It woulda happend if it wern’t for Stern and his power drunk veto of Paul to LAL for Gasol, Odom. All we traded for to get Howard was Bynum so there were no parts in that 1st trade that would have affected that outcome.

  3. pukpokito - Nov 2, 2012 at 12:24 AM

    They could still come together in Dallas if they like.No more contractual obligations or any opt in whatever.They are free to make it happen after this season if they like.double dare.Maybe Howard will regain some respect from basketball(none Laker)fans by not taking the easy way out this time.

  4. lakerluver - Nov 2, 2012 at 12:37 AM

    They ain’t going to Dallas!! However, IF the LAKERS can move Pau, and Nash retires………??? Even if they don’t get CP3, by the time Kobe/Pau/Nash contracts come off the books, Kyrie Irvin will be ready to leave the Cavs and join D12 in beautiful, sunny Los Angeles.

    • bougin89 - Nov 2, 2012 at 10:21 AM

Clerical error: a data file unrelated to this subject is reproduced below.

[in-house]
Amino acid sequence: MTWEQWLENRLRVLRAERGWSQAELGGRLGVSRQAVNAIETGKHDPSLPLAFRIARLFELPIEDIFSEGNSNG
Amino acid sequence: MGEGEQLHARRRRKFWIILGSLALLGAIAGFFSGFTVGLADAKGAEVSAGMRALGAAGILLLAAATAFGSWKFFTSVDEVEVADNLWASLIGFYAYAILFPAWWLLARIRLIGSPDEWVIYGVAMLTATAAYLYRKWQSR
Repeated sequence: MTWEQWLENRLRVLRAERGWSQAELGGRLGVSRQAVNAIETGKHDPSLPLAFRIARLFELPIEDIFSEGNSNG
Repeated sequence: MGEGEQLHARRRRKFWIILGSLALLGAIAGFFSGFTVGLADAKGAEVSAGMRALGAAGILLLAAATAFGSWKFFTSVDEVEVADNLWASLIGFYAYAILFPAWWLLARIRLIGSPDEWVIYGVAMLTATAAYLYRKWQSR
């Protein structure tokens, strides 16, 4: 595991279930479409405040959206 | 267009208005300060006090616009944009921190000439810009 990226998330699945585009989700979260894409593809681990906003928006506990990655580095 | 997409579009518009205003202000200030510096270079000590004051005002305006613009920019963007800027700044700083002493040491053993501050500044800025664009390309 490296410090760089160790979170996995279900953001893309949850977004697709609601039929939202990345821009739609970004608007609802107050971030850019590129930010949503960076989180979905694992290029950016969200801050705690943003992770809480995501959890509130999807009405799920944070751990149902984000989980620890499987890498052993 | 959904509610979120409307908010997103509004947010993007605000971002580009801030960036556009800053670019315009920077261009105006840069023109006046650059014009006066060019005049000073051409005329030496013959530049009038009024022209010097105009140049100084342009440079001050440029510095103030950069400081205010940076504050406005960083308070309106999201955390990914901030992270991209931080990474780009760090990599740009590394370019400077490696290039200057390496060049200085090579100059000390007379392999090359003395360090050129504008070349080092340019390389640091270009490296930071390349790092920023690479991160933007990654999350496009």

Except for the whole rookie contract and restricted free agency that pretty much guarantees Irving will be in Cleveland for the first 7(ish) years of his career. That probably doesn’t matter though right?

  5. hoodheisman - Nov 2, 2012 at 1:07 AM

    “With all due respect, those decisions were boring.”

    OReally? Based on this profound logic, if a 1-and-done Dallas organization is “more exciting” than joining one of the longest running dynasties in sports in of the NBAs 2 biggest markets, then it would follow that going to a third tier toilet organization like New Orleans would have been the “most exciting”…. Clearly it must be an accident that organizations like the Lakers and Celtics or cities like Miami, LA, and NY tend to attract superstars…

    With all “due respect,” reality disagrees with you. D. Howard, C. Paul, D. Williams, and J. Kidd have all turned down Dallas. For some reason what’s exciting to Brett Pollakoff isn’t exactly exciting to anybody else.